BRITAIN’S top share index closed higher yesterday, buoyed by oil stocks after crude reached a two-year peak, while banks fell on fears over Eurozone debt as EU ministers met to discuss ways of preventing debt contagion.
The FTSE 100 ended up 24.96 points, or 0.4 per cent, higher at 5,770.28, for its highest close since 15 November after a choppy session which saw the index dip to 5,728.46.
Integrated oil stocks were the standout gainers after the crude price neared $90 earlier in the session.
Analysts said cold weather in Europe and in parts of the United States should limit the downside for prices because of greater heating oil demand.
But some weakness was seen among risk sensitive banks, with investors rattled after Moody’s Investors Service cut Hungary’s credit rating. Eurozone finance ministers meeting yesterday faced IMF pressure to increase the size of a €750bn (£635.1bn) safety net for debt-stricken members to halt contagion in the single currency bloc.
“The UK market does appear to be outperforming many of the other continental European markets, which perhaps suggests that the UK’s getting a slight boost from not being within the Eurozone,” said Peter Dixon, economist at Commerzbank.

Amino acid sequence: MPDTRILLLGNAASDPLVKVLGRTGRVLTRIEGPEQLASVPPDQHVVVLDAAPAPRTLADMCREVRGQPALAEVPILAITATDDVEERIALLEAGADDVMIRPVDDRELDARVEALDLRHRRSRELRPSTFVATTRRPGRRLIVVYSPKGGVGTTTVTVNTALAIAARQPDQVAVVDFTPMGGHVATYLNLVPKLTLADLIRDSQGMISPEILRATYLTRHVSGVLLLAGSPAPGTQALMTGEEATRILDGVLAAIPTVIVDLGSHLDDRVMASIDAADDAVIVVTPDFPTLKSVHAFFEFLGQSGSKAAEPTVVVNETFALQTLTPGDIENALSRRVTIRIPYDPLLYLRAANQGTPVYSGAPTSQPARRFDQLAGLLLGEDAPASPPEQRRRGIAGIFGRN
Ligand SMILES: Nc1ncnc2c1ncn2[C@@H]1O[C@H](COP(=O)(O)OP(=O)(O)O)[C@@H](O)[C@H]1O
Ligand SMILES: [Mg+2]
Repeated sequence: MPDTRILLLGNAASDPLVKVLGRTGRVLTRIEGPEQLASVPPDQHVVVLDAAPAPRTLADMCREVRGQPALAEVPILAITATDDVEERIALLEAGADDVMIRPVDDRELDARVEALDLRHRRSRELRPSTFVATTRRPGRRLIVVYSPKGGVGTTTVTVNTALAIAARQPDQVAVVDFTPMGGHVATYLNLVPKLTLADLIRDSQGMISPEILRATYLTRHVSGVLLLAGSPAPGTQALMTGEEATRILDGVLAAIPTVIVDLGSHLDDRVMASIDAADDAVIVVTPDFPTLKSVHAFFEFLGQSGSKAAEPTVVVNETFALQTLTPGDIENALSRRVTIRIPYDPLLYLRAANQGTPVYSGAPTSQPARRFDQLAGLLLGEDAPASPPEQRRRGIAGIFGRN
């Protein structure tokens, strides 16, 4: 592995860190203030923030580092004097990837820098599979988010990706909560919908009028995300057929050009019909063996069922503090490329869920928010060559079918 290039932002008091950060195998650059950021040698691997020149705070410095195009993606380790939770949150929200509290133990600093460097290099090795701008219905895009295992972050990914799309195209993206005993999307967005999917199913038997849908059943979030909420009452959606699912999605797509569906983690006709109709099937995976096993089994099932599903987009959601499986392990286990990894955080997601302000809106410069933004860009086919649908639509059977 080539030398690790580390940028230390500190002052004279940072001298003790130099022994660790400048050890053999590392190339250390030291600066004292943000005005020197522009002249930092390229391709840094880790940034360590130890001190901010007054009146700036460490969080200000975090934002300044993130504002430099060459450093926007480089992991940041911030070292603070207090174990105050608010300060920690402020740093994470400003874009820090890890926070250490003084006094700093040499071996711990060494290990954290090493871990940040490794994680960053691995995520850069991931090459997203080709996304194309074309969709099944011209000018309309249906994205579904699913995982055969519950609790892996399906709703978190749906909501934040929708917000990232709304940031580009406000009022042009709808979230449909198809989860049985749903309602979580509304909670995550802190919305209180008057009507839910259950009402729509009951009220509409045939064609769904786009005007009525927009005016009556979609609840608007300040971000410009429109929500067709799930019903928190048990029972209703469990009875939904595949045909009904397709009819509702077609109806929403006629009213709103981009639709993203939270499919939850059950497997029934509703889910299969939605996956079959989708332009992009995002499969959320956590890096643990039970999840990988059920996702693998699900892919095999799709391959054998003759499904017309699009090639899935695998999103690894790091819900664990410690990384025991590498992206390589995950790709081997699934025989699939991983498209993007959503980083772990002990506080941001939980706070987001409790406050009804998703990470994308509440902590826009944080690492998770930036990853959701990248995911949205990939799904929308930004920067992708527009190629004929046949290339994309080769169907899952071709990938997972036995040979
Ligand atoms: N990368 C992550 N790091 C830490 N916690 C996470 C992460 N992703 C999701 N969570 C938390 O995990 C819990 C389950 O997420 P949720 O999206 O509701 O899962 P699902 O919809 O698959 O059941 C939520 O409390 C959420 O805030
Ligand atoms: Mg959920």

“The European financial ministers’ meeting is not going to be that important, because the real big one (the EU’s heads of government meeting) is on the 16th and 17th December.”
BP led energy stocks higher, adding 3.4 per cent, as investors welcomed further developments on the company’s asset sale aimed at raising cash to pay for its massive oil spill in the Gulf of Mexico. Pakistan’s Oil and Gas Development said it will make a joint bid for BP’s assets in Pakistan with Pakistan Petroleum.
Sentiment surrounding the British oil major was also helped after White House oil spill commission staff said on Friday that BP believes the spill’s actual flow rate may have been as much as 50 per cent below the government’s final estimate.
Miners found favour, following metals prices higher after US Federal Reserve chairman Ben Bernanke said more quantitative easing was possible.
Xstrata was the best sector performer, up 3.4 per cent, following reports that Glencore, which holds a stake of nearly 35 per cent in the miner, is preparing for a £6.3bn London Stock Exchange debut as early as April next year.
But gold miner Randgold Resources, off 2.4 per cent despite a firmer gold price, with traders citing political turmoil in the Ivory Coast.
Upbeat broker sentiment helped Rolls-Royce, up two per cent, with BofA Merrill Lynch lifting its rating on the company to “buy” from “neutral”. Aerospace electronics group Cobham, however, fell 1.9 per cent, as the same broker cut its rating on the stock to “neutral” from “buy”, and after the company agreed to buy US surveillance company RVision for $28m. A UBS downgrade to “neutral” hit Tesco, off 1.6 per cent, ahead of the retailer’s third-quarter sales update today.